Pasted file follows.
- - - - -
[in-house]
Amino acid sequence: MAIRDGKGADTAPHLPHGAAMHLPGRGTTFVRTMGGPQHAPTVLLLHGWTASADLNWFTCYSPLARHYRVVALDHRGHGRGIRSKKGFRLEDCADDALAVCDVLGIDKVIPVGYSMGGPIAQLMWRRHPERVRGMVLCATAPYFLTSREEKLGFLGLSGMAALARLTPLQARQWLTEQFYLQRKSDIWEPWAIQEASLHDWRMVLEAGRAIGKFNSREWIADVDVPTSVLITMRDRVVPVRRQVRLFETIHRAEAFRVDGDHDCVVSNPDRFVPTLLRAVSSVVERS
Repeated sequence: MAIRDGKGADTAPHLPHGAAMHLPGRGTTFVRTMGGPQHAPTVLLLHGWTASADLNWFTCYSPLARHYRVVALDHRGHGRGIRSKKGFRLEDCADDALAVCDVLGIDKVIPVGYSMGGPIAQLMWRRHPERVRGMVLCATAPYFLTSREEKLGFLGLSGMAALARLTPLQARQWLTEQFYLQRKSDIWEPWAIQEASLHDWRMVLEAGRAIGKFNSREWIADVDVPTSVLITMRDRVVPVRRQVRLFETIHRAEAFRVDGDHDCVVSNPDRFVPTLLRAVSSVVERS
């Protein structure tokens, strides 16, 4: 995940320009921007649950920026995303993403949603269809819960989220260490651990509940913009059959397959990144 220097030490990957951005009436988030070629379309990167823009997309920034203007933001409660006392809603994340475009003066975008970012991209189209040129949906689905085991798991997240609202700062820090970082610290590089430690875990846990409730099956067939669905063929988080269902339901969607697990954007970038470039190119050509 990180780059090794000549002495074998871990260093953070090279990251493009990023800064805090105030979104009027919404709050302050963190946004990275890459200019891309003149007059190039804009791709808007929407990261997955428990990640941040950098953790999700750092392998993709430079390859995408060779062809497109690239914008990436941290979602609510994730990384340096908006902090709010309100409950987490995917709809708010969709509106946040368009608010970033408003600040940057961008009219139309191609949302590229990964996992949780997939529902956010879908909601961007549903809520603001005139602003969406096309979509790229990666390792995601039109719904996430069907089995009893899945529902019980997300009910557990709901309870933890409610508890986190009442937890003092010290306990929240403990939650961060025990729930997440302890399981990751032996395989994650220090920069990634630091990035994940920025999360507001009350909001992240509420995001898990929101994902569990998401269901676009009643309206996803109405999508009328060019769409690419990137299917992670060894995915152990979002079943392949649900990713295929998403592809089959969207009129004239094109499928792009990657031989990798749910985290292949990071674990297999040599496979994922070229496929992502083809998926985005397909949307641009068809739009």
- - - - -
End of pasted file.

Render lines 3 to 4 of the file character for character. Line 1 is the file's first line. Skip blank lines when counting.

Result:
Repeated sequence: MAIRDGKGADTAPHLPHGAAMHLPGRGTTFVRTMGGPQHAPTVLLLHGWTASADLNWFTCYSPLARHYRVVALDHRGHGRGIRSKKGFRLEDCADDALAVCDVLGIDKVIPVGYSMGGPIAQLMWRRHPERVRGMVLCATAPYFLTSREEKLGFLGLSGMAALARLTPLQARQWLTEQFYLQRKSDIWEPWAIQEASLHDWRMVLEAGRAIGKFNSREWIADVDVPTSVLITMRDRVVPVRRQVRLFETIHRAEAFRVDGDHDCVVSNPDRFVPTLLRAVSSVVERS
């Protein structure tokens, strides 16, 4: 995940320009921007649950920026995303993403949603269809819960989220260490651990509940913009059959397959990144 220097030490990957951005009436988030070629379309990167823009997309920034203007933001409660006392809603994340475009003066975008970012991209189209040129949906689905085991798991997240609202700062820090970082610290590089430690875990846990409730099956067939669905063929988080269902339901969607697990954007970038470039190119050509 990180780059090794000549002495074998871990260093953070090279990251493009990023800064805090105030979104009027919404709050302050963190946004990275890459200019891309003149007059190039804009791709808007929407990261997955428990990640941040950098953790999700750092392998993709430079390859995408060779062809497109690239914008990436941290979602609510994730990384340096908006902090709010309100409950987490995917709809708010969709509106946040368009608010970033408003600040940057961008009219139309191609949302590229990964996992949780997939529902956010879908909601961007549903809520603001005139602003969406096309979509790229990666390792995601039109719904996430069907089995009893899945529902019980997300009910557990709901309870933890409610508890986190009442937890003092010290306990929240403990939650961060025990729930997440302890399981990751032996395989994650220090920069990634630091990035994940920025999360507001009350909001992240509420995001898990929101994902569990998401269901676009009643309206996803109405999508009328060019769409690419990137299917992670060894995915152990979002079943392949649900990713295929998403592809089959969207009129004239094109499928792009990657031989990798749910985290292949990071674990297999040599496979994922070229496929992502083809998926985005397909949307641009068809739009």